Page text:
Think of a home safe and two things may immediately pop into your mind: A cleverly concealed wall safe (a la nearly every James Bond movie ever filmed), or a massive, heavy, impenetrable estate safe. But bigger — or more cleverly hidden — isn’t always better. Keeping the following tips in mind as you research and shop can make it much easier to find the right home safe:
Location and Accessibility
A good safe is like a seatbelt for your valuables: Great protection, but only if you use it.
There’s nothing wrong with cleverly concealing your home safe. But if you get too clever — by placing the safe in an out-of-the-way location, or just making it a trial to get in and out of — you might find yourself using it less and less, and eventually leaving your valuables unprotected.
Relocating a heavy safe can be an ordeal, so make things easy on yourself at the planning stage: Place your safe in an accessible location where it’ll actually get used. And if the thought of spinning a dial back and forth to get into your safe every day turns you off, consider upgrading to an electronic lock, or even a biometric lock, instead.
Putting a Safe Upstairs
As important as it is to place a safe where it’s convenient and easy to use, some flooring configurations — especially on upstairs levels — just can’t support the weight of a heavy estate safe with fire cladding. That doesn’t mean you should never put a safe upstairs, but do let us connect you with a qualified safe installer who can inspect your home’s structure and determine whether additional support is appropriate.
A few other things to keep in mind about your safe’s “location, location, location”:
- Will there be enough light for you to operate the locking mechanism?
- Can an onlooker see you operating the safe through a window, or from another room?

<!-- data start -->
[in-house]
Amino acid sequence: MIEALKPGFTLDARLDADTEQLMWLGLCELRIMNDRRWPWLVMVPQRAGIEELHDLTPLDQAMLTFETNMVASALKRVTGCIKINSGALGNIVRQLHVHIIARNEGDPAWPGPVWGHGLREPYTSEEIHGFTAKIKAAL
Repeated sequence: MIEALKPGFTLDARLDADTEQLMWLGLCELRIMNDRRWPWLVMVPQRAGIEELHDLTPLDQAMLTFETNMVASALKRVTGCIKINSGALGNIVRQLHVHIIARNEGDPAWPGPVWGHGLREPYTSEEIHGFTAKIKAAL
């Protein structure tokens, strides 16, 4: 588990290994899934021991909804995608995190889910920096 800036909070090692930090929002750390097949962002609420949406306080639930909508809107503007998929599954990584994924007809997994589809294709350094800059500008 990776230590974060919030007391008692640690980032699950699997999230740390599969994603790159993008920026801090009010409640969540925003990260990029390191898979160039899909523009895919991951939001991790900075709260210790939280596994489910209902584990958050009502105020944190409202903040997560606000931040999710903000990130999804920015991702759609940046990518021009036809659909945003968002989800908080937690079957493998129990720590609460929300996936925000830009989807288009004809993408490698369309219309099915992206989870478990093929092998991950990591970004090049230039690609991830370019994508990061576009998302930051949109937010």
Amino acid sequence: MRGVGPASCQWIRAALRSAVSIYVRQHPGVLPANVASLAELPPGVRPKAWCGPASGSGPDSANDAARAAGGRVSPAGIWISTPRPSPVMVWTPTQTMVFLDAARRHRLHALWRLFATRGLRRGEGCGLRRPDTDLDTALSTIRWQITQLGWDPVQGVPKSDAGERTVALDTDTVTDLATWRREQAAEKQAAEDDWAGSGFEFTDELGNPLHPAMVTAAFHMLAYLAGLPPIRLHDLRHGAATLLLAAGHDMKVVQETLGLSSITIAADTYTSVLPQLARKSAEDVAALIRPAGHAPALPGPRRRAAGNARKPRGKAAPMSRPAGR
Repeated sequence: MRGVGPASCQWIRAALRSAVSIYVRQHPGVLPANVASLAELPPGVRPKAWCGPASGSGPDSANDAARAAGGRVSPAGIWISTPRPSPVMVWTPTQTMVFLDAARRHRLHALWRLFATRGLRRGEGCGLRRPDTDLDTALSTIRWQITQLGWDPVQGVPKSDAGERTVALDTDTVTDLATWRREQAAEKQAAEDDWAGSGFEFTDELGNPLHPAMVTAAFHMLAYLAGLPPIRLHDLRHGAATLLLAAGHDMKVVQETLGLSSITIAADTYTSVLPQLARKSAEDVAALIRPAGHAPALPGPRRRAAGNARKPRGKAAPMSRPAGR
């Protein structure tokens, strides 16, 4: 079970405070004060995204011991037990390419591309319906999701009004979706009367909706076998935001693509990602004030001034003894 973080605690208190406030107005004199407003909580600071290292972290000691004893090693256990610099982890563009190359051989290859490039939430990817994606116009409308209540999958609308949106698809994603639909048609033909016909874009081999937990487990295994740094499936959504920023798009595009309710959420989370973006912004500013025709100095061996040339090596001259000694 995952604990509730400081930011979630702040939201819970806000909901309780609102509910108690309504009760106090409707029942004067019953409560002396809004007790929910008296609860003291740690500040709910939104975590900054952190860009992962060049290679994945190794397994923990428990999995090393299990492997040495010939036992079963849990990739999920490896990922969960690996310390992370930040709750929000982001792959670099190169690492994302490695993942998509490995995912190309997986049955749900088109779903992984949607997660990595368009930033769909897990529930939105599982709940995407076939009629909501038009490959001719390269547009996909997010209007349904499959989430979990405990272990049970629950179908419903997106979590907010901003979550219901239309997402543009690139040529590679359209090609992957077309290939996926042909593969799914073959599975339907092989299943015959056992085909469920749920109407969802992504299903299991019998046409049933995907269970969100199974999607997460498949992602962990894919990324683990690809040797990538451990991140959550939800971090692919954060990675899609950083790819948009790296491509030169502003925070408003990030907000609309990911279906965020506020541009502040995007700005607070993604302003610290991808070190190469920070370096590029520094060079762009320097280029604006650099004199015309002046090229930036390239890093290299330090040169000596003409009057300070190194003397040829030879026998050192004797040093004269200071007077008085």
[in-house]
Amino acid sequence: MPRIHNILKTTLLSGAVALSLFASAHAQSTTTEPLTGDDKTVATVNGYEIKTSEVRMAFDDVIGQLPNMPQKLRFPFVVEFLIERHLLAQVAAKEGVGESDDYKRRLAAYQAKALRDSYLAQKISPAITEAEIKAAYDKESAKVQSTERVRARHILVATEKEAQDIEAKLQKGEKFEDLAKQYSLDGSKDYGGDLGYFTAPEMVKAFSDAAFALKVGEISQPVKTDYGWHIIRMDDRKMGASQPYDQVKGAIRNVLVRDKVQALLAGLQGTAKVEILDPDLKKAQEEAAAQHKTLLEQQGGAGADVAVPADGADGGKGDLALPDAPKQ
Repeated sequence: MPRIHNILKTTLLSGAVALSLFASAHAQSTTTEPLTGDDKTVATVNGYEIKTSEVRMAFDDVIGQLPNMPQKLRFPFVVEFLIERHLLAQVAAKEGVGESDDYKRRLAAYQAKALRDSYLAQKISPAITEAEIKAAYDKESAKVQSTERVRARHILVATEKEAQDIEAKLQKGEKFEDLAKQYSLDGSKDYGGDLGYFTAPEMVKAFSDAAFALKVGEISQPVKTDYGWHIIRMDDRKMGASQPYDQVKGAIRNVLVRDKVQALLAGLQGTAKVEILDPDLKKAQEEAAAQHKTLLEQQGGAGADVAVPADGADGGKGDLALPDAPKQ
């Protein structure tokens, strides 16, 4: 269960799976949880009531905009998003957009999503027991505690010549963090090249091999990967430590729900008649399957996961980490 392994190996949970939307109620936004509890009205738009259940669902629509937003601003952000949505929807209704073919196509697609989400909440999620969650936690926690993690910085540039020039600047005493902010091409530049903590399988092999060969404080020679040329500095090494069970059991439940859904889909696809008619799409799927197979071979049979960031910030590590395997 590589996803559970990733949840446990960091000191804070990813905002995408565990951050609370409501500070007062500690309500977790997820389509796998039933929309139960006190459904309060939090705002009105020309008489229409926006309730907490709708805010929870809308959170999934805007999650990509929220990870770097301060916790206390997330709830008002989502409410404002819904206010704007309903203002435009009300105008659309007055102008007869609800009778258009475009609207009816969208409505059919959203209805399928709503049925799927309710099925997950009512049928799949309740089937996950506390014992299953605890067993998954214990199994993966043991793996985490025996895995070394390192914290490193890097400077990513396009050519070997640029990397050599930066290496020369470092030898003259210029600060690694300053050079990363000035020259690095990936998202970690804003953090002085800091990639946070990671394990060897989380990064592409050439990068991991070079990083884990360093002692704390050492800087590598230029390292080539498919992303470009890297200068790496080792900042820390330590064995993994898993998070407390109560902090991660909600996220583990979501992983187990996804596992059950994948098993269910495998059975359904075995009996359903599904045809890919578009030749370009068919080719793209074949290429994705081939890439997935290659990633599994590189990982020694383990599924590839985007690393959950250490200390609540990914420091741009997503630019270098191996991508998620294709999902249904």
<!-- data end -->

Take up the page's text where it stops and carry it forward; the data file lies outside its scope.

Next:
- Can the safe be anchored in place in its planned location?
Fire Protection vs. Security Protection
The majority of today’s “fire safes” are built of fireboard sandwiched between thin sheets of metal. These safes look good and can offer good fire protection, but they don’t offer adequate protection against burglary, even when “reinforced.”
If you’re concerned about fire but not theft, that’s no problem — but if you want both fire and burglary protection, you should steer clear of fireboard and head straight for cladded fire safes. A cladded safe has a shell of concrete amalgamate outside the safe’s actual steel core; the shell is then covered with a thin sheet of metal. The steel core (and the concrete amalgamate, to a certain degree) protect against burglary, and the concrete amalgamate and the outer steel shell protect against heat.
A determined burglar can break into even the strongest of safes — eventually. A well-built safe may deter the burglar entirely, or at least delay him (or her) long enough for the police or a private security firm to arrive.
Safes are tested and rated according to how quickly a burglar can gain access, but the very best-rated safes tend to be both heavy and expensive. If you live in a remote location, it’s worth investing in the best of the best. If you live in a relatively accessible location, you can balance practicality with security by learning the authorities’ response time in your area. Then purchase a safe that’s been tested and rated to withstand entry attempts for at least that long.